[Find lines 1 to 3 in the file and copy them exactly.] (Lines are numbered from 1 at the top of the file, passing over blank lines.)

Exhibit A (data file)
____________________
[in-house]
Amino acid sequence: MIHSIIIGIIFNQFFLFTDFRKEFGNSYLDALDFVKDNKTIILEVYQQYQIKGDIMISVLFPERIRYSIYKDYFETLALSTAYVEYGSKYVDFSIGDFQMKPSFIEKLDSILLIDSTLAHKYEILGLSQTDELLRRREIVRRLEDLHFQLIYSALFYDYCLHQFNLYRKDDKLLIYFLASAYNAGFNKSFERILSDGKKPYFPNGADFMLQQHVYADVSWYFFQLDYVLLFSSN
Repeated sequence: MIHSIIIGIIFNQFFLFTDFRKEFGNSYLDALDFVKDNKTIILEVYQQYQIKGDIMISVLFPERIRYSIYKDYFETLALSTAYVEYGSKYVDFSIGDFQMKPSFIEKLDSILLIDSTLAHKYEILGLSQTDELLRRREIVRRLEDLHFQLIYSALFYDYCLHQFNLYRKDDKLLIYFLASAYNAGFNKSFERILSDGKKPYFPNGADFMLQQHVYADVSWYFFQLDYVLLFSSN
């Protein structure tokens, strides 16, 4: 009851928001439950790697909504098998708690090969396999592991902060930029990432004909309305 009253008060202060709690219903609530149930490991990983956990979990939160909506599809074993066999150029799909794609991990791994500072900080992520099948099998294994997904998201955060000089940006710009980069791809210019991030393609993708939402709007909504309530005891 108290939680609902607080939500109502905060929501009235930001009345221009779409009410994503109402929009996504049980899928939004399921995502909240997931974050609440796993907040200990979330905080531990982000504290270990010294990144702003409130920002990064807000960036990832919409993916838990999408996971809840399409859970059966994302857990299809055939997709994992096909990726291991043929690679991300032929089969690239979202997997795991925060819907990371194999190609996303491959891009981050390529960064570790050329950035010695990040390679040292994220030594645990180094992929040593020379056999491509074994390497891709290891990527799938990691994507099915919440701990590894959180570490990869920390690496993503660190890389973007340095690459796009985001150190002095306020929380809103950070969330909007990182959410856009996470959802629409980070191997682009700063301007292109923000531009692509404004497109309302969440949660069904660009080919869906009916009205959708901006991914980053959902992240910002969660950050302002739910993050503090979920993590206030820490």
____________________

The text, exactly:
[in-house]
Amino acid sequence: MIHSIIIGIIFNQFFLFTDFRKEFGNSYLDALDFVKDNKTIILEVYQQYQIKGDIMISVLFPERIRYSIYKDYFETLALSTAYVEYGSKYVDFSIGDFQMKPSFIEKLDSILLIDSTLAHKYEILGLSQTDELLRRREIVRRLEDLHFQLIYSALFYDYCLHQFNLYRKDDKLLIYFLASAYNAGFNKSFERILSDGKKPYFPNGADFMLQQHVYADVSWYFFQLDYVLLFSSN
Repeated sequence: MIHSIIIGIIFNQFFLFTDFRKEFGNSYLDALDFVKDNKTIILEVYQQYQIKGDIMISVLFPERIRYSIYKDYFETLALSTAYVEYGSKYVDFSIGDFQMKPSFIEKLDSILLIDSTLAHKYEILGLSQTDELLRRREIVRRLEDLHFQLIYSALFYDYCLHQFNLYRKDDKLLIYFLASAYNAGFNKSFERILSDGKKPYFPNGADFMLQQHVYADVSWYFFQLDYVLLFSSN